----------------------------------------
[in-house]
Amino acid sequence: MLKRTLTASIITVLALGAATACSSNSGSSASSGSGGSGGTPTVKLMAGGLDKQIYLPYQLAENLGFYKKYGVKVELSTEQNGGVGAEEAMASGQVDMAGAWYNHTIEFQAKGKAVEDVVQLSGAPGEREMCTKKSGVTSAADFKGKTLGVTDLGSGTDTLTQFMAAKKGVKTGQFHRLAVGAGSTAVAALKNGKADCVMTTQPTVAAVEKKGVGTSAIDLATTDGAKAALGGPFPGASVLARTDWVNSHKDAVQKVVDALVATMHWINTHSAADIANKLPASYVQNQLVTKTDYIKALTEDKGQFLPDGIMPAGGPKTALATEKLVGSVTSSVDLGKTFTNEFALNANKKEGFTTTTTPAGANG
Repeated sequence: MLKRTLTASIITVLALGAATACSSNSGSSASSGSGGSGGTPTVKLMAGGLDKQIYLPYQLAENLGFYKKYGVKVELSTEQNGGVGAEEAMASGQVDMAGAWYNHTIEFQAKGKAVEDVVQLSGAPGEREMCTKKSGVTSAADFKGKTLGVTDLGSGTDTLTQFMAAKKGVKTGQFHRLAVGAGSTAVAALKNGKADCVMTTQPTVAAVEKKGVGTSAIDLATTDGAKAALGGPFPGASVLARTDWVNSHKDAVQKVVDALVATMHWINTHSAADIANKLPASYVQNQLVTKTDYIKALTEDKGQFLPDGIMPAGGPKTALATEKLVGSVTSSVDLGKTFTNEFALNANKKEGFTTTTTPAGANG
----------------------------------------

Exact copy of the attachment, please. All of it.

[in-house]
Amino acid sequence: MLKRTLTASIITVLALGAATACSSNSGSSASSGSGGSGGTPTVKLMAGGLDKQIYLPYQLAENLGFYKKYGVKVELSTEQNGGVGAEEAMASGQVDMAGAWYNHTIEFQAKGKAVEDVVQLSGAPGEREMCTKKSGVTSAADFKGKTLGVTDLGSGTDTLTQFMAAKKGVKTGQFHRLAVGAGSTAVAALKNGKADCVMTTQPTVAAVEKKGVGTSAIDLATTDGAKAALGGPFPGASVLARTDWVNSHKDAVQKVVDALVATMHWINTHSAADIANKLPASYVQNQLVTKTDYIKALTEDKGQFLPDGIMPAGGPKTALATEKLVGSVTSSVDLGKTFTNEFALNANKKEGFTTTTTPAGANG
Repeated sequence: MLKRTLTASIITVLALGAATACSSNSGSSASSGSGGSGGTPTVKLMAGGLDKQIYLPYQLAENLGFYKKYGVKVELSTEQNGGVGAEEAMASGQVDMAGAWYNHTIEFQAKGKAVEDVVQLSGAPGEREMCTKKSGVTSAADFKGKTLGVTDLGSGTDTLTQFMAAKKGVKTGQFHRLAVGAGSTAVAALKNGKADCVMTTQPTVAAVEKKGVGTSAIDLATTDGAKAALGGPFPGASVLARTDWVNSHKDAVQKVVDALVATMHWINTHSAADIANKLPASYVQNQLVTKTDYIKALTEDKGQFLPDGIMPAGGPKTALATEKLVGSVTSSVDLGKTFTNEFALNANKKEGFTTTTTPAGANG